Yes. Though I’d argue it’s not so much increasing its cost as internalizing its cost – making its costs more transparent, and carried by those who impose it.
And I would argue parking and driving are more elastic than you may think. There’s a recent study cited by City Observatory noting the “elasticity of travel with respect to gas prices is about .5 in the short run and about 1.3 in the long run. This means a 10 percent increase in gas prices is associated with about a 5 percent decline in travel in the short run, and a similar increase is associated with about a 13 percent decrease in travel in the long run.”
And parking – if there are other options – can greatly fluctuate, when the costs are internalized. San Francisco found people consumed half as much parking when it didn’t come included with housing.
What are the external costs of downtown parking?
If this were the case, PBOT would have mentioned external costs, attempted to quantify them, and would show how increased prices reflect these costs. The worst possible way to do transparency is in complete secrecy, with a cover story that your agency just wants “Equity” money.
I love internalizing costs (one reason I strongly support a carbon tax) — but this is just about the cash.
Joe Cortright is free market fundamentalist who routinely cherry picks data to craft blog posts riddled with confirmation bias, according to my opinion.
The US Energy Information Agency and the Bureau of Labor Standards (e.g. not some random right wing blogger) finds that the price elasticity of vehicle miles travelled is miniscule:
I think you’re a little harsh on Cortwright, but I do agree with you about the elasticity issue. Let’s be honest here–most people have built their entire lives around driving. They choose where to live, where to work, where to go to school, where to travel, etc on the premise of driving. So even a large change in price is going to take a while to change behavior, and it will take a large change in price to cause a large change in behavior. Maybe the difference here is in time-frame. When gas prices go up by a lot for long enough, eventually people start buying smaller cars, moving closer to their jobs, etc. But no one is going to do that in the short run, especially when gas prices fluctuate. So anyway, my point was just that the City has a lot of room to raise gas taxes and parking fees, because we’re an incredibly long way away from a situation where the reduction in demand would actually decrease revenue. For quite a while, possibly decades, we could keep hiking these fees and the result would be both decreased demand AND increased revenue. We can have our cake and eat it too, in this particular case. And we are a long way from having to raise revenue from other sources.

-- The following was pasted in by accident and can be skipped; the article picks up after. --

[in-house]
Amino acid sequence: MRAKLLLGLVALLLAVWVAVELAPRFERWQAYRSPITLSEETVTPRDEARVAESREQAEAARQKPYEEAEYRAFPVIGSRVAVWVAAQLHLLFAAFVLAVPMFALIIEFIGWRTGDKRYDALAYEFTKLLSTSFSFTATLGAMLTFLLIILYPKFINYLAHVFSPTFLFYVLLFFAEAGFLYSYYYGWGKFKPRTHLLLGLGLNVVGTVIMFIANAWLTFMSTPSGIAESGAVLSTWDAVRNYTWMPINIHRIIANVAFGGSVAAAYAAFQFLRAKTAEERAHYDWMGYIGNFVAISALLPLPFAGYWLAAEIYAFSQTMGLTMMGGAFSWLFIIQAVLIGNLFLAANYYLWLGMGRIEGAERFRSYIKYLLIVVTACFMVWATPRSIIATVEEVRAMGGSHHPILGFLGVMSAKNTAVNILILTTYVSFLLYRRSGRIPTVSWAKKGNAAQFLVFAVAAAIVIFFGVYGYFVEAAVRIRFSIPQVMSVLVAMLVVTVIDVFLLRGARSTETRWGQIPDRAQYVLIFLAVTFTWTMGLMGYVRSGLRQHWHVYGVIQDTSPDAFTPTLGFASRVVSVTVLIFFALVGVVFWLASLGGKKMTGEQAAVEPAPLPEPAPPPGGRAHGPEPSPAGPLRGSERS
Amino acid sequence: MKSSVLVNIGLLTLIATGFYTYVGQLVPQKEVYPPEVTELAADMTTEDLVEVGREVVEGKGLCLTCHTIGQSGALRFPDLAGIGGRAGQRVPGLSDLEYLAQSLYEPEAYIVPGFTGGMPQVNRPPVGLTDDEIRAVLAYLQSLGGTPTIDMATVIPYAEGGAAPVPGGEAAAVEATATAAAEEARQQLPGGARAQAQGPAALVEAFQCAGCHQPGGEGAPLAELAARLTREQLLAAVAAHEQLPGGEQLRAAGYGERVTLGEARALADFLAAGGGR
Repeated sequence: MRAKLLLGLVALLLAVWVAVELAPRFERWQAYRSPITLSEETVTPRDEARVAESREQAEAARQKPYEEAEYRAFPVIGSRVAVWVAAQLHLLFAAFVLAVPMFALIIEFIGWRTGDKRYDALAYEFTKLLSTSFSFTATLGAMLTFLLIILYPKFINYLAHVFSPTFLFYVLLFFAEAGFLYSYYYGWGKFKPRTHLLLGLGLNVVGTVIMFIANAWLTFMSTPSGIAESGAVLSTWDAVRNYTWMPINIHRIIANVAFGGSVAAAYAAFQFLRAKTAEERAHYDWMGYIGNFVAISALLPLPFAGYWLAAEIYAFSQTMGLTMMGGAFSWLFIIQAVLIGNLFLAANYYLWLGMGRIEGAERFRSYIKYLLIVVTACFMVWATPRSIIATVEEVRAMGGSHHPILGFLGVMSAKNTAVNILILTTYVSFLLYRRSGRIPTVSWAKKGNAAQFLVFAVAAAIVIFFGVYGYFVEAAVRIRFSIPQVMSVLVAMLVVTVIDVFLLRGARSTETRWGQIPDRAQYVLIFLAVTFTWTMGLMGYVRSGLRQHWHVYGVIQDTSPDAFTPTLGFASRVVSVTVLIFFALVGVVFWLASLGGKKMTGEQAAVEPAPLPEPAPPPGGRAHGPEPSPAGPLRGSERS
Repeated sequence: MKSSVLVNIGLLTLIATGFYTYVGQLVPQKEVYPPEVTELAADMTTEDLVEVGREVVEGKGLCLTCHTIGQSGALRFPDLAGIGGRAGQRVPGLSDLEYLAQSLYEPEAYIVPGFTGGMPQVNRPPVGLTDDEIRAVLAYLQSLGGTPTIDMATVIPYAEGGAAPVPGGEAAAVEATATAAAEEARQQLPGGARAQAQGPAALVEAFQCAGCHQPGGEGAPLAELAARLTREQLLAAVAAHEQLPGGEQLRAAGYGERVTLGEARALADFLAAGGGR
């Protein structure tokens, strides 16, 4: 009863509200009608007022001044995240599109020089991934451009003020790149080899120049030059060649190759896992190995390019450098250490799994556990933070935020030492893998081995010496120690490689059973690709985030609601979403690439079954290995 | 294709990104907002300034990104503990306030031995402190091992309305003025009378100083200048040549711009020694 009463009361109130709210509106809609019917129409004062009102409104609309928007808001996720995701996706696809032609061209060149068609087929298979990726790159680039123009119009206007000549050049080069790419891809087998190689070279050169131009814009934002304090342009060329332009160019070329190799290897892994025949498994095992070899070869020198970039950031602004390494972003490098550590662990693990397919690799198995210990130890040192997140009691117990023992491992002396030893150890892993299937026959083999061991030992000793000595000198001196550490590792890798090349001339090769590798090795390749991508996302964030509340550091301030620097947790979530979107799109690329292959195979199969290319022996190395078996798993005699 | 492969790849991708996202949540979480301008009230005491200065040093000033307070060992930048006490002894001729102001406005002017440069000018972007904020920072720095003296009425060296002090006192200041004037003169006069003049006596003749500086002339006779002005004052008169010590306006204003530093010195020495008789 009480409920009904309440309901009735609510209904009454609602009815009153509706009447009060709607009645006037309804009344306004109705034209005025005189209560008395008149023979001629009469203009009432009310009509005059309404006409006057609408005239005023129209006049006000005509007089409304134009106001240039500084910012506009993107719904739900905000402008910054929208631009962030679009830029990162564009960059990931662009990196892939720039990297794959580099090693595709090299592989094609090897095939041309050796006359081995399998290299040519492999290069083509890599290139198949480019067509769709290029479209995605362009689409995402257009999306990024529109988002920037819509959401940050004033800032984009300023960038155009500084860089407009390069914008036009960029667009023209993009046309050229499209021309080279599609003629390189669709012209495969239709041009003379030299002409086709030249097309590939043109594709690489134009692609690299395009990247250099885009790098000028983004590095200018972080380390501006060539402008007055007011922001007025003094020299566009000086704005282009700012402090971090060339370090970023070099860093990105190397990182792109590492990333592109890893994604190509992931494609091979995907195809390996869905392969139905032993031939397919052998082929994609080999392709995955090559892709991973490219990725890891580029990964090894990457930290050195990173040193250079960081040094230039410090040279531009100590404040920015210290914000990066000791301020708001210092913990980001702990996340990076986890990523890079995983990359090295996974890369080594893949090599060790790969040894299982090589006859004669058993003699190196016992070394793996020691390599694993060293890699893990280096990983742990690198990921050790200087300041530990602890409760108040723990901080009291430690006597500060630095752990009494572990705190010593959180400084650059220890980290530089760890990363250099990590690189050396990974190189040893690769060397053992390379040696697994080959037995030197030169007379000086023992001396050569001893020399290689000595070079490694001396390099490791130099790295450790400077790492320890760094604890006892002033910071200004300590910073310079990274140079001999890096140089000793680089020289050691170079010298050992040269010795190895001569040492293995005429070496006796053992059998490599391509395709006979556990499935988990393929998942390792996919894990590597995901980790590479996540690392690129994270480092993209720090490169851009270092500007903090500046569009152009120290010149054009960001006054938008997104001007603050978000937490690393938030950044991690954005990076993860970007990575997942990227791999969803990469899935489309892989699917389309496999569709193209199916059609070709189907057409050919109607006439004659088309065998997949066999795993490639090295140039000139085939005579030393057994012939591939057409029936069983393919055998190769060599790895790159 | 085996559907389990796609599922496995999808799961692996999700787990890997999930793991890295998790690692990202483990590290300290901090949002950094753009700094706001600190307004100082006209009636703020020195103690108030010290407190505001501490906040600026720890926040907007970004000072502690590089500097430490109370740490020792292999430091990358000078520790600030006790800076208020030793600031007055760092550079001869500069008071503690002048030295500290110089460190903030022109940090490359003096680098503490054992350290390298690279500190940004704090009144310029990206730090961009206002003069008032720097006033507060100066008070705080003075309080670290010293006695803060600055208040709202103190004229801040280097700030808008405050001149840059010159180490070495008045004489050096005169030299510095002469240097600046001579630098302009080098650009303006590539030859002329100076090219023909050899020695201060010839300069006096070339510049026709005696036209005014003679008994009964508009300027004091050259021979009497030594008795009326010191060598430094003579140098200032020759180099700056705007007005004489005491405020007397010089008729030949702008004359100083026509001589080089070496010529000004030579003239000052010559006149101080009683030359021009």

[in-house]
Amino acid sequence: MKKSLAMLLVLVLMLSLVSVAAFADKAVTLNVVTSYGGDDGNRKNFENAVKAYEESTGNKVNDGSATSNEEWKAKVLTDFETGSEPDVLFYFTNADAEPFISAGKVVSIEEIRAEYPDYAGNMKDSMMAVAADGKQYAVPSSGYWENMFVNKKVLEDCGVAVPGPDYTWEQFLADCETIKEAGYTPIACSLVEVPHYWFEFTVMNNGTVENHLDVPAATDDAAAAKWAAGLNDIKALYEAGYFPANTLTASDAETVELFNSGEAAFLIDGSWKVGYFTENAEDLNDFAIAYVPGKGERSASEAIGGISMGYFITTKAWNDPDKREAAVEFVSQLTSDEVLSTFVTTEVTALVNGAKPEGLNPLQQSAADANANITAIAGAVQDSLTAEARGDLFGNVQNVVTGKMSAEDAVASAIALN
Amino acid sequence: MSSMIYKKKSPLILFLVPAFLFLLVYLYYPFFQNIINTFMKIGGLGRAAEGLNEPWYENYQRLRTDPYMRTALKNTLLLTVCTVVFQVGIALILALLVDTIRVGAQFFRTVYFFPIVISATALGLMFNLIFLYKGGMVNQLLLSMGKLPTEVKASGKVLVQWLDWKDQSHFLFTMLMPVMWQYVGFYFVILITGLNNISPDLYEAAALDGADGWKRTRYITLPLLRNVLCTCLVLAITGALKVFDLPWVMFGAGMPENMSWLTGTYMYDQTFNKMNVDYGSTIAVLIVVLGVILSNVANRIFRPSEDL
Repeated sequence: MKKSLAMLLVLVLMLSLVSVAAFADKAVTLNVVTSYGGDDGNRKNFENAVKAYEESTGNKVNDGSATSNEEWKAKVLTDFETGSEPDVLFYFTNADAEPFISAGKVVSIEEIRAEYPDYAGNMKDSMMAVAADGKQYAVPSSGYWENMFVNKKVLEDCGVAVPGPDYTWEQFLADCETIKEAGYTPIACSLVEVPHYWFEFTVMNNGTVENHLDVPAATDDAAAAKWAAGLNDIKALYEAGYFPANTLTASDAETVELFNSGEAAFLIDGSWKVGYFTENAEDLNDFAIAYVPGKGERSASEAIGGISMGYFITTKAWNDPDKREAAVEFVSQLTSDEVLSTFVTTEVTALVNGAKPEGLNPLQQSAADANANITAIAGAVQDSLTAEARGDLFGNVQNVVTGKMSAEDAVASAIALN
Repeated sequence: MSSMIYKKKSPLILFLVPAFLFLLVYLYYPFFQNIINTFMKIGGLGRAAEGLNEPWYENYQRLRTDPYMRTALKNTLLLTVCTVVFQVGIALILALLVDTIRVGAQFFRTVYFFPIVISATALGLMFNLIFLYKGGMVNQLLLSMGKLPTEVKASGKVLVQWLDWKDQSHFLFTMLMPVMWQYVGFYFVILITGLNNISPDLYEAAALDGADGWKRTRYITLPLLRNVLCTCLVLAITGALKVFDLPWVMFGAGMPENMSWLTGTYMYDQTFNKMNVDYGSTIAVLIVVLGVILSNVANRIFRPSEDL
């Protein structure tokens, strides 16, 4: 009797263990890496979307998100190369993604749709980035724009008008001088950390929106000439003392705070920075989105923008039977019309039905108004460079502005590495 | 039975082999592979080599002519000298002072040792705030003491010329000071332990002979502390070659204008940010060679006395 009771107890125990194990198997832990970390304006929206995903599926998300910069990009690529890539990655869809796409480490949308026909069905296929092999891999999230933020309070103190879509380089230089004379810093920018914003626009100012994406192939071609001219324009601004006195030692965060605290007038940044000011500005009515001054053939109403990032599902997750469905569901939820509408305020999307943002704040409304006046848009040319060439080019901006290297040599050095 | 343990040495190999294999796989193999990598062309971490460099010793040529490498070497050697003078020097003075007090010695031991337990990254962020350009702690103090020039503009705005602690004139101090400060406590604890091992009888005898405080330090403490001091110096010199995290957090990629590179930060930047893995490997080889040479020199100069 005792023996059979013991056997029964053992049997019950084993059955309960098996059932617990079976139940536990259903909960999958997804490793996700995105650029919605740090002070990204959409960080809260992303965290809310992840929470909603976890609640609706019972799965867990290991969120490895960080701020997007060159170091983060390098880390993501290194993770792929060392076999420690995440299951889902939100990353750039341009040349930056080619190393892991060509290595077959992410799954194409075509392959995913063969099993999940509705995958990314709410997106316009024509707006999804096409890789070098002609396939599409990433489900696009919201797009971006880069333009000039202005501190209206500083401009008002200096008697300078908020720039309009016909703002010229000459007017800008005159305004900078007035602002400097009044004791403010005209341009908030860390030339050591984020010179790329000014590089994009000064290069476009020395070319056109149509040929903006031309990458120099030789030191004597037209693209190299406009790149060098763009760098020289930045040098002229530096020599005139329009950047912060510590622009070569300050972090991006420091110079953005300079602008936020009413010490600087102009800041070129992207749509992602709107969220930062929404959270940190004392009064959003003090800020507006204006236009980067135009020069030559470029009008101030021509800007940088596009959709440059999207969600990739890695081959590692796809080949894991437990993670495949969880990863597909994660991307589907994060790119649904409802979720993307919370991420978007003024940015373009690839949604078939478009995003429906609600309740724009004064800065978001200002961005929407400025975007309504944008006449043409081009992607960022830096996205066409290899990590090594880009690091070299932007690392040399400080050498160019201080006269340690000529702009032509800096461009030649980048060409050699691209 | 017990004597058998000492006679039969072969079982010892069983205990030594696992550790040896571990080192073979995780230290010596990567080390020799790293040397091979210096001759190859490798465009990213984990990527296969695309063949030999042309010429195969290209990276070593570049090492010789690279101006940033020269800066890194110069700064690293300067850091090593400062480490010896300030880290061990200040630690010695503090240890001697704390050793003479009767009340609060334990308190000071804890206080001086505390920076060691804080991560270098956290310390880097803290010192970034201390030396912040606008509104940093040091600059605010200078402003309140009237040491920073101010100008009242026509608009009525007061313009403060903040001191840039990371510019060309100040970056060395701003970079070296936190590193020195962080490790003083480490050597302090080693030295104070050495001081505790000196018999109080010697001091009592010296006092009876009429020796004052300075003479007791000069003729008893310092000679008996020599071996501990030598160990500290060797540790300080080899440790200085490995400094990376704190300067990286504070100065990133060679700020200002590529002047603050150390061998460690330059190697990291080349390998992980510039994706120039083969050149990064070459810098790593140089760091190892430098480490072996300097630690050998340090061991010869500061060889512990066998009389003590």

All that said, I would support something like a modest fee on electricity bills (simpler but less targeted) or electric car chargers (more complicated and potentially infeasible for home chargers, but also more targeted), as a way to capture some of the transportation impacts of electric cars. Even though they are overall a benefit for climate, they still impact the roads, take up space, etc, and it would make sense to have a modest fee for charging electric vehicles. They’re in a weird category of things we both want to promote (better than gas cars) and discourage (they’re still cars) at the same time.
As a fierce and lifetime s**ialist it’s annoying to have to constantly point out the deficiencies of free and efficient USAnian markets (Fordism/Post-fordism):
Light trucks: monstrous pick up trucks and monstrous SUVs
Autos: the nearly extinct sedan/hatchback
FWIW, I vehemently support a large increase in gas taxes (something in the $4-6/gallon would drive rapid electrification) but this would only be feasible in the USA with transformational policies that provide the non-inner city bourgeoisie transportation options (ranging from decent high-frequency transit to lesser evil EVs). I also vehemently support outright bans on parking and driving in inner city areas (e.g. bonafide climate/congestion limits/pricing). However, I am very much opposed to the milquetoast rearranging deck chair reforms favored by market urbanists because they create a false impression that progress is being made (delay and pray).